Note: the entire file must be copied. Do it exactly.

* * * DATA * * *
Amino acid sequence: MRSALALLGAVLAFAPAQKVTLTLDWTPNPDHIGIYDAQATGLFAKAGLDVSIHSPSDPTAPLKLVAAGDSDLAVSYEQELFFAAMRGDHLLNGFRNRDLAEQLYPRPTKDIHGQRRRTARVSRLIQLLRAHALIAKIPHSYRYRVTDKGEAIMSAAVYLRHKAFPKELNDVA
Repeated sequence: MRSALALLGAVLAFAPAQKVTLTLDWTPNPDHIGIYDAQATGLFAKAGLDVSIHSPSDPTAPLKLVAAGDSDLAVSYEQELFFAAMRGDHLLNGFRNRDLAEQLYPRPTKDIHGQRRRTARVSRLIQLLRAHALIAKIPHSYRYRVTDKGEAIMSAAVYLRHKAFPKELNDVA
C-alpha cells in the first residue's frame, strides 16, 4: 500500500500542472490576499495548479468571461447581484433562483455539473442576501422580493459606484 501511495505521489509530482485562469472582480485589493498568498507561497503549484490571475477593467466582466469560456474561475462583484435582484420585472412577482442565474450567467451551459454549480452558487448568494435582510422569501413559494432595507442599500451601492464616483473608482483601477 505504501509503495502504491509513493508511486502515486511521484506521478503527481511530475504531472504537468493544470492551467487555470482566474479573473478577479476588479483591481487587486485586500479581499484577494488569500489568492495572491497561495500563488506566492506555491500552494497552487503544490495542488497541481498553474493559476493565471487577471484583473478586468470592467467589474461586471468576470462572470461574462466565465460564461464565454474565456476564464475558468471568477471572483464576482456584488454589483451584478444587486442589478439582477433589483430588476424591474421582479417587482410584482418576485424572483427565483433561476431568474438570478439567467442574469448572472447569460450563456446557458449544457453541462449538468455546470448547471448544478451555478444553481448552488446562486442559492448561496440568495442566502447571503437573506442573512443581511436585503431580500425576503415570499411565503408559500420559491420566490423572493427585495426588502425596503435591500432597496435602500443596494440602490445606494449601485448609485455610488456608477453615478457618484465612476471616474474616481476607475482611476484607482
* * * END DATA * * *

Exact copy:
Amino acid sequence: MRSALALLGAVLAFAPAQKVTLTLDWTPNPDHIGIYDAQATGLFAKAGLDVSIHSPSDPTAPLKLVAAGDSDLAVSYEQELFFAAMRGDHLLNGFRNRDLAEQLYPRPTKDIHGQRRRTARVSRLIQLLRAHALIAKIPHSYRYRVTDKGEAIMSAAVYLRHKAFPKELNDVA
Repeated sequence: MRSALALLGAVLAFAPAQKVTLTLDWTPNPDHIGIYDAQATGLFAKAGLDVSIHSPSDPTAPLKLVAAGDSDLAVSYEQELFFAAMRGDHLLNGFRNRDLAEQLYPRPTKDIHGQRRRTARVSRLIQLLRAHALIAKIPHSYRYRVTDKGEAIMSAAVYLRHKAFPKELNDVA
C-alpha cells in the first residue's frame, strides 16, 4: 500500500500542472490576499495548479468571461447581484433562483455539473442576501422580493459606484 501511495505521489509530482485562469472582480485589493498568498507561497503549484490571475477593467466582466469560456474561475462583484435582484420585472412577482442565474450567467451551459454549480452558487448568494435582510422569501413559494432595507442599500451601492464616483473608482483601477 505504501509503495502504491509513493508511486502515486511521484506521478503527481511530475504531472504537468493544470492551467487555470482566474479573473478577479476588479483591481487587486485586500479581499484577494488569500489568492495572491497561495500563488506566492506555491500552494497552487503544490495542488497541481498553474493559476493565471487577471484583473478586468470592467467589474461586471468576470462572470461574462466565465460564461464565454474565456476564464475558468471568477471572483464576482456584488454589483451584478444587486442589478439582477433589483430588476424591474421582479417587482410584482418576485424572483427565483433561476431568474438570478439567467442574469448572472447569460450563456446557458449544457453541462449538468455546470448547471448544478451555478444553481448552488446562486442559492448561496440568495442566502447571503437573506442573512443581511436585503431580500425576503415570499411565503408559500420559491420566490423572493427585495426588502425596503435591500432597496435602500443596494440602490445606494449601485448609485455610488456608477453615478457618484465612476471616474474616481476607475482611476484607482